Your lawyer will call your first witness and ask questions. The lawyer may show the witness a piece of evidence, such as a report, and ask the witness to talk about it. Just as in a courtroom trial, the school’s lawyer will get a chance to question or cross-examine the witness.
When both sides are finished with the witness, your lawyer will call the next witness and the process repeats. Through witnesses and evidence, your lawyer will establish facts supporting your case. (Time: Several hours or more)
6. The school district presents its case
After your lawyer has presented your witnesses and evidence, it’s the school district’s turn. The school’s lawyer will call witnesses. Your lawyer will have a chance to cross-examine them. (Time: Several hours or more)
7. Your closing statement
Your lawyer will give a summary of your arguments about why you should win the case. This is like the opening statement, but it also covers what witnesses said and what the evidence shows. (Time: 15‒30 minutes)
8. School’s closing statement
The school’s lawyer will also have the chance to give a closing statement. (Time: 15‒30 minutes)
Following the closing statements, the hearing officer ends or adjourns the hearing. The officer may also ask you and the school to submit legal documents after the hearing that summarize your evidence and arguments. (Time: 5‒15 minutes)
10. Post-hearing decision
Within a month or so of the end of the hearing, you’ll receive a written decision from the hearing officer. The decision will include “findings of fact.” These are the officer’s decisions on any facts that you and the school disagreed about.
You or the school may appeal the decision.
The decision may be in your favor, in the school’s favor, or a split decision. You or the school may appeal within 90 days of when the decision is issued. The process is different depending on your state. You’ll need a lawyer to file the appeal.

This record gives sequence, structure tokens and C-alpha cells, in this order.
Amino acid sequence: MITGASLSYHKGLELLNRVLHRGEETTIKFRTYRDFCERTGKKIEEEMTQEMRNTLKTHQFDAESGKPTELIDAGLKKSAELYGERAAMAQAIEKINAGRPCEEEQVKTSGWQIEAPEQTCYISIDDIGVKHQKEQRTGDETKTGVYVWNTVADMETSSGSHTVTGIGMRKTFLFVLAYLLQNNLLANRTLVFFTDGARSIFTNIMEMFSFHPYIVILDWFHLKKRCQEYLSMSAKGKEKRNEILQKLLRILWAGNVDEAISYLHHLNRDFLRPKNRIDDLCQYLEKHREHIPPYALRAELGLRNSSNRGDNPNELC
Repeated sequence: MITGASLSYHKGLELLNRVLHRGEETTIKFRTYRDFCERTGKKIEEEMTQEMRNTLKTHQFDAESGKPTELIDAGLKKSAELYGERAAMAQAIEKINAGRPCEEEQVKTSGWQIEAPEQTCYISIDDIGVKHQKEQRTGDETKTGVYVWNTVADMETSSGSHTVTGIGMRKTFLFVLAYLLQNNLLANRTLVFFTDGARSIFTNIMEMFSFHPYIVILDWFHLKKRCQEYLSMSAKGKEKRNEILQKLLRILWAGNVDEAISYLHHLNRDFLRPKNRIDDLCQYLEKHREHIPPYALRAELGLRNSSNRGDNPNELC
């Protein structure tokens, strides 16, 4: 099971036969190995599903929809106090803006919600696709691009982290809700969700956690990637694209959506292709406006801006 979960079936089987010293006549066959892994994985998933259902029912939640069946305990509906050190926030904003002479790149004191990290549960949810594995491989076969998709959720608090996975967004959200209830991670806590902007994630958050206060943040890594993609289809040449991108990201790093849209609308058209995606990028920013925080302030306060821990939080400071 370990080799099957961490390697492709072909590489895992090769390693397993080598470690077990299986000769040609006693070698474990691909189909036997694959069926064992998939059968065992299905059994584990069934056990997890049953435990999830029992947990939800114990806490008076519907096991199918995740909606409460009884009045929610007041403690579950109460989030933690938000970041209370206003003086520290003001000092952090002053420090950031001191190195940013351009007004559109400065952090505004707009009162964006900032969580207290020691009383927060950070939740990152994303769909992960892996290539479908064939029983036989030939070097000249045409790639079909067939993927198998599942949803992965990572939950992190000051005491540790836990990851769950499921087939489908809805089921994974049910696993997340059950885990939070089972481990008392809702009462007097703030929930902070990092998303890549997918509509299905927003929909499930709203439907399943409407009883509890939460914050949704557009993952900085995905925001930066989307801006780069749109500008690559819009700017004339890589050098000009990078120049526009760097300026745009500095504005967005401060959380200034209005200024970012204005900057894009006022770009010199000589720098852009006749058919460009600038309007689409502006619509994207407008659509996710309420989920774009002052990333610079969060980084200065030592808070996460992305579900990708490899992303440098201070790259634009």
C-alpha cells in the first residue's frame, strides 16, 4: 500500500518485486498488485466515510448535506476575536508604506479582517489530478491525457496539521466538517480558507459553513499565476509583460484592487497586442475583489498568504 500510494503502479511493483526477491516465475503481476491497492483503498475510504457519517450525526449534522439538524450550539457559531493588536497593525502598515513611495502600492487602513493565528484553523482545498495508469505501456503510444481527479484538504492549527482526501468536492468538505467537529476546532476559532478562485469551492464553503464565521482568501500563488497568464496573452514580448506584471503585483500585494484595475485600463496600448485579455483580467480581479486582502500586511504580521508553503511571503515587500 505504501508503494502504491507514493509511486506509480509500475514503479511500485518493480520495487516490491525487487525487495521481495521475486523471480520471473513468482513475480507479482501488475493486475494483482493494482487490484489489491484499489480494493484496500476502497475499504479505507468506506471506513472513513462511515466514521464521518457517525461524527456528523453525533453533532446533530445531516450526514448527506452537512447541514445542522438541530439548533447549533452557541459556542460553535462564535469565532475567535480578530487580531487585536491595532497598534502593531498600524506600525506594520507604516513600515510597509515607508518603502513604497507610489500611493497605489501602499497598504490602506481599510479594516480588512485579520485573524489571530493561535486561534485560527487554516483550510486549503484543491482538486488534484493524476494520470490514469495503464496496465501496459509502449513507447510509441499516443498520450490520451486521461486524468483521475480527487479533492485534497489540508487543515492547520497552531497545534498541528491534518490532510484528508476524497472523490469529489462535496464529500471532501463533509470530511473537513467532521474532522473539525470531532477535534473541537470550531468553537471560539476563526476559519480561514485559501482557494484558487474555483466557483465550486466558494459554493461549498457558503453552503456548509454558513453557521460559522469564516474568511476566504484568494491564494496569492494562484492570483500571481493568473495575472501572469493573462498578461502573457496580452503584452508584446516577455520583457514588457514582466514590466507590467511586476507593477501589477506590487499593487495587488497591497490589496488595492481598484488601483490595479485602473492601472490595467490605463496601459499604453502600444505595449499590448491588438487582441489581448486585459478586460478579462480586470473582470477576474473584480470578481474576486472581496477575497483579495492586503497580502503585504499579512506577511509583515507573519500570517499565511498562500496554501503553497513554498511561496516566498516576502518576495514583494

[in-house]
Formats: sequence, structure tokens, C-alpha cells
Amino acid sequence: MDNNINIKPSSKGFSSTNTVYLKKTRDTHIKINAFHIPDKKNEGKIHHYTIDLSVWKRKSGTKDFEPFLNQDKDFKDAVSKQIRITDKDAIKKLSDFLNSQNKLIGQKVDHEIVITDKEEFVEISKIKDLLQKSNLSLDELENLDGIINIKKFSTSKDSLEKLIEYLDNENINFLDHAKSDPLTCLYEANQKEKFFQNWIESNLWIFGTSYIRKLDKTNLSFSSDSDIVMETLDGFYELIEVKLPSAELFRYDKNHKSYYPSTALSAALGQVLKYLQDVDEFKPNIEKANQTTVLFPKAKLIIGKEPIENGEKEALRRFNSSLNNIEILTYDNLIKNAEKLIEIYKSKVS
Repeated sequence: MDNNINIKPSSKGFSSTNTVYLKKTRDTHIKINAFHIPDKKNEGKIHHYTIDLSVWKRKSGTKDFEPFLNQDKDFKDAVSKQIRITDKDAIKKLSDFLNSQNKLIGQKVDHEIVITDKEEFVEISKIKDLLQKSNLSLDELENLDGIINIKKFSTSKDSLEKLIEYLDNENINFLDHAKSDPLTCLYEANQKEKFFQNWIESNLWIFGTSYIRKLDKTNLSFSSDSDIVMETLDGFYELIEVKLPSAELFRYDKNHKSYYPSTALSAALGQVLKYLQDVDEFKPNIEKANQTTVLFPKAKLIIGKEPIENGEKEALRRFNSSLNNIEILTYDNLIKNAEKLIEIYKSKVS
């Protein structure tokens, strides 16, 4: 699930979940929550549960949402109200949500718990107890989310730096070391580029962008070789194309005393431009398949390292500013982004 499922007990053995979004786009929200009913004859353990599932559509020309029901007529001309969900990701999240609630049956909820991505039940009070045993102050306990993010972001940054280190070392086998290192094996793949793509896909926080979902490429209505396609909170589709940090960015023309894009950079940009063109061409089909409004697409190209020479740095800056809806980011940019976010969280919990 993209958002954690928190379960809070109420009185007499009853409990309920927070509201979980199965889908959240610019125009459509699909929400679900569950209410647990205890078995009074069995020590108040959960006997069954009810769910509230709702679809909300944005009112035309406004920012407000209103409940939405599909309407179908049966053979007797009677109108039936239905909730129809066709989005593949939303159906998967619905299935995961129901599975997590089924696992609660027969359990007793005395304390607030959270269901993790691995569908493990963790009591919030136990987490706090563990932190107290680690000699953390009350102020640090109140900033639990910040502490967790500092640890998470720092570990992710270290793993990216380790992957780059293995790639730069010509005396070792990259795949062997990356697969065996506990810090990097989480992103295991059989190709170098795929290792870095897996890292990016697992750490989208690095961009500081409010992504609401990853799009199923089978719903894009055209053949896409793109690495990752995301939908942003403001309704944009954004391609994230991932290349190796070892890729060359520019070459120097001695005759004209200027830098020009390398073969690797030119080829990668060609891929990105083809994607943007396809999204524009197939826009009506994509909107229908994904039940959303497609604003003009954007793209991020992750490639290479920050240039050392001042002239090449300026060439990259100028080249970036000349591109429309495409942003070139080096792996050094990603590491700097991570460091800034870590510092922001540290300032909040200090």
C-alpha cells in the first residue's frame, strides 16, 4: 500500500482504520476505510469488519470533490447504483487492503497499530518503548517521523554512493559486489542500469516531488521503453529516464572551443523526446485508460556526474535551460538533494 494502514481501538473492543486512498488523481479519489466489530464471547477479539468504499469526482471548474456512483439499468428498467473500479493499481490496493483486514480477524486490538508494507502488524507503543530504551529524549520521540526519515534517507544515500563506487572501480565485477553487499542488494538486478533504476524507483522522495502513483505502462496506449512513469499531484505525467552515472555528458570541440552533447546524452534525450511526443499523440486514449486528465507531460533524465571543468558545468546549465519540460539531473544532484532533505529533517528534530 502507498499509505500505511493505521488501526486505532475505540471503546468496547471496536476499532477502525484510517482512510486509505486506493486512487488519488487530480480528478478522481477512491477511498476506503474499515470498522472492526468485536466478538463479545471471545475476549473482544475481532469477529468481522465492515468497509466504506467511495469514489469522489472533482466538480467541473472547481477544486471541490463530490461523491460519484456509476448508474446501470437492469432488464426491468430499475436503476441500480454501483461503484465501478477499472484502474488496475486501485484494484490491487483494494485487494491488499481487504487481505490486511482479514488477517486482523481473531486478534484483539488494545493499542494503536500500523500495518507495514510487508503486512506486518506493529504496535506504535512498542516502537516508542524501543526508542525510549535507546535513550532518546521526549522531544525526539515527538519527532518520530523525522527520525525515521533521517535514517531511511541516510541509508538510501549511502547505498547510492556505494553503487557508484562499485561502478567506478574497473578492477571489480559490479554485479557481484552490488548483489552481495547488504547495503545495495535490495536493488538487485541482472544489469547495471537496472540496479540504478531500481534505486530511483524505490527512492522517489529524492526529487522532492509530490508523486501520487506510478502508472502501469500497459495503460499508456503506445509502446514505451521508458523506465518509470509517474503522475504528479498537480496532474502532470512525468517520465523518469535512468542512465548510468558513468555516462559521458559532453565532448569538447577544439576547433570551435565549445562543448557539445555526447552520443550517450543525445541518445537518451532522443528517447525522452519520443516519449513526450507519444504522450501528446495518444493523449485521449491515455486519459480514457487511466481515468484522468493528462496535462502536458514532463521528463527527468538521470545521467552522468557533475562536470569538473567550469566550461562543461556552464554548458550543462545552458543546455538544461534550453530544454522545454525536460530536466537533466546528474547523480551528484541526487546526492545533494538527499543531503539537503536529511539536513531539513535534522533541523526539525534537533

A decision in your favor must be followed.
If you get a decision in your favor and the school doesn’t appeal, the decision stands. The school must follow the decision as soon as possible. Typically, the officer writes what the school must do in the decision. This may range from providing services you requested to evaluating your child again. It may also require that you be reimbursed for expenses.
Due process is one of the most complex areas of special education law. Knowing what to expect at a hearing is important for understanding how to resolve a dispute about your child’s education. Because the laws are so complex and the results of the hearing are so important, you may want to have a lawyer or education advocate help you.
Due process is complex, and you may want to have a lawyer or advocate represent you.
During the hearing, your witnesses, evidence, and legal argument tell a story about why you think you should win.
You can appeal a hearing decision within 90 days.
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About the author
About the author
Andrew M.I. Lee, JD is an editor and attorney who strives to help people understand complex legal, education, and parenting issues.
Donna Volpitta, EdD is the founder of Pathways to Empower. Her work draws on the latest research in neuroscience, psychology, and education.